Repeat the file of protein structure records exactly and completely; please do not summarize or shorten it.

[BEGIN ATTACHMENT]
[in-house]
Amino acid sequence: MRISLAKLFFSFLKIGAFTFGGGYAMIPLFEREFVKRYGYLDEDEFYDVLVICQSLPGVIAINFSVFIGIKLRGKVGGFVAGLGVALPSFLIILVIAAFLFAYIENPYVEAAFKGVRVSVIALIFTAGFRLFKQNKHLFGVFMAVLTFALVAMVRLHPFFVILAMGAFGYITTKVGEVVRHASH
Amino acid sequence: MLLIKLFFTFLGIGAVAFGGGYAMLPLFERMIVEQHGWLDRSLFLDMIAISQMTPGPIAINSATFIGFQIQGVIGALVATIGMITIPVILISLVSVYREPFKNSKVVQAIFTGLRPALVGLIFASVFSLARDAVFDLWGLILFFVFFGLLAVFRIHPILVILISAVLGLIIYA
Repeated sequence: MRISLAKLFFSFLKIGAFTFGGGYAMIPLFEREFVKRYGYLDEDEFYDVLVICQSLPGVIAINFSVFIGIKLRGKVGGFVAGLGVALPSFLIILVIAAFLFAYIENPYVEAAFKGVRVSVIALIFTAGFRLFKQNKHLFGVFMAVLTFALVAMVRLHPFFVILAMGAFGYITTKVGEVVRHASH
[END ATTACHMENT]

[in-house]
Amino acid sequence: MRISLAKLFFSFLKIGAFTFGGGYAMIPLFEREFVKRYGYLDEDEFYDVLVICQSLPGVIAINFSVFIGIKLRGKVGGFVAGLGVALPSFLIILVIAAFLFAYIENPYVEAAFKGVRVSVIALIFTAGFRLFKQNKHLFGVFMAVLTFALVAMVRLHPFFVILAMGAFGYITTKVGEVVRHASH
Amino acid sequence: MLLIKLFFTFLGIGAVAFGGGYAMLPLFERMIVEQHGWLDRSLFLDMIAISQMTPGPIAINSATFIGFQIQGVIGALVATIGMITIPVILISLVSVYREPFKNSKVVQAIFTGLRPALVGLIFASVFSLARDAVFDLWGLILFFVFFGLLAVFRIHPILVILISAVLGLIIYA
Repeated sequence: MRISLAKLFFSFLKIGAFTFGGGYAMIPLFEREFVKRYGYLDEDEFYDVLVICQSLPGVIAINFSVFIGIKLRGKVGGFVAGLGVALPSFLIILVIAAFLFAYIENPYVEAAFKGVRVSVIALIFTAGFRLFKQNKHLFGVFMAVLTFALVAMVRLHPFFVILAMGAFGYITTKVGEVVRHASH